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Halley Diary — September 2011

We are fortunate enough at Halley to have an Emperor Penguin colony at “Windy Bay”, about 20Km from base. Naturally everyone is keen to see them. So I thought I would use this September diary to share some of our experiences and images from our visits to the penguins.

Male Emperor (carrying egg) poses for shot (Photo: Emma Philpott)
Male Emperor (carrying egg) poses for shot (Photo: Emma Philpott)
The cliffs at Windy are mostly vertical or overhanging with large cornices. The penguins get in close for shelter. (Photo: Ian MacNab)
The cliffs at Windy are mostly vertical or overhanging with large cornices. The penguins get in close for shelter. (Photo: Ian MacNab)
Paul clears the edge, around 4000 penguins wait for us. 5km in the distance water vapour rises off the sea. (Photo: Ian MacNab)
Paul clears the edge, around 4000 penguins wait for us. 5km in the distance water vapour rises off the sea. (Photo: Ian MacNab)

I’ve been away for most of September. One of my roles as the Field Assistant is to take the staff on their winter trips, returning to base only at the end of each week. At Windy Bay we have a caboose (think small caravan) positioned a short walk from the ice shelf edge.

Paul, Brett, and Rory set up the anchors on the cliff top. Access is by a 30m abseil, leaving the ropes in place so we can later ascend via jumar. (Photo: Ian MacNab)
Paul, Brett, and Rory set up the anchors on the cliff top. Access is by a 30m abseil, leaving the ropes in place so we can later ascend via jumar. (Photo: Ian MacNab)
When it gets really cold, they start to huddle together in groups, from a few to several thousand penguins. (Photo: Emma Philpott)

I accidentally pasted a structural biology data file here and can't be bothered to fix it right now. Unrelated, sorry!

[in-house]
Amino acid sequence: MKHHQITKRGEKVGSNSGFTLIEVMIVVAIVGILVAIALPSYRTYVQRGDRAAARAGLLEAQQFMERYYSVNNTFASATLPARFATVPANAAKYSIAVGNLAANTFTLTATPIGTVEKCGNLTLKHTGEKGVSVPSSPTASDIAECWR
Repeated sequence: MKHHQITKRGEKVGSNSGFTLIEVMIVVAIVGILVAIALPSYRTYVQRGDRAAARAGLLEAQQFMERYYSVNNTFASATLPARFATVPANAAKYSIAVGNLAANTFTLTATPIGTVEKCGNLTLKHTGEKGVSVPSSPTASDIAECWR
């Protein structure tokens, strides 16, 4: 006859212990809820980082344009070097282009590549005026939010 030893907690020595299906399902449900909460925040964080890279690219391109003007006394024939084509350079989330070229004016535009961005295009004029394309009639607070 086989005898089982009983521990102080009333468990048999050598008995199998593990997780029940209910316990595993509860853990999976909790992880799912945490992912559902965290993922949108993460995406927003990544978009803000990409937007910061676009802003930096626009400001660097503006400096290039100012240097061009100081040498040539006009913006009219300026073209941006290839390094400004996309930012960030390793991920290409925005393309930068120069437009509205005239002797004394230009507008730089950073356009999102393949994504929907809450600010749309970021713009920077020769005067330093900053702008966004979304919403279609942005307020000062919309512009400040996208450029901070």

When it gets really cold, they start to huddle together in groups, from a few to several thousand penguins. (Photo: Emma Philpott)

In April and May the penguins return from months at sea to form a breeding colony in the same place each year. During the cold and dark months of June and July the males alone incubate the eggs, which then start to hatch in August. The chicks only have about four months to eat, get fat, and fledge before the sea ice breaks up in December when they are all cast out to sea.

Even in temperatures well below −40°C they are able to maintain a constant body temperature of 38°C. Physiological adaptations alone are not sufficient, they also have behavioural adaptations. Many will know about the Emperors ability to look after their eggs and chicks by balancing them on their feet. The adults are also able to tip up their large feet, and rest their entire weight on a tripod of the heels and tail feathers, reducing contact with the icy surface.

Chick perched on parents feet, totally dependent on its parents for food and warmth. (Photo: Ian MacNab)
Chick perched on parents feet, totally dependent on its parents for food and warmth. (Photo: Ian MacNab)
View from the cliff top. There is a continual movement of penguins to the centre, so they will all take their turn in the colder outside edges of the huddle. (Photo: Ian MacNab
View from the cliff top. There is a continual movement of penguins to the centre, so they will all take their turn in the colder outside edges of the huddle. (Photo: Ian MacNab
Ian checking out cracks in the sea ice (Photo: Chris Walton)
Ian checking out cracks in the sea ice (Photo: Chris Walton)

If one of a breeding pair dies or is killed during the breeding season, the lone parent must abandon its egg or young and go back to the sea to feed. The good news is that most survive, fed continually by their parents.

The harsh reality is that not all the chicks survive. (Photo: Ian MacNab)
The harsh reality is that not all the chicks survive. (Photo: Ian MacNab)
Older chicks enjoying a game of footy while waiting for parents to return. (Photo: Ian MacNab)
Older chicks enjoying a game of footy while waiting for parents to return. (Photo: Ian MacNab)
Emma and Chris adjust cameras to an audience. (Photo: Ian MacNab)
Emma and Chris adjust cameras to an audience. (Photo: Ian MacNab)
Frank jumaring out at Windy Bay (Photo: Ian MacNab)
Frank jumaring out at Windy Bay (Photo: Ian MacNab)
Andy and Ben top out as the sun sets (Photo: Ian MacNab)
Andy and Ben top out as the sun sets (Photo: Ian MacNab)

Ian MacNab
Wintering Field Assistant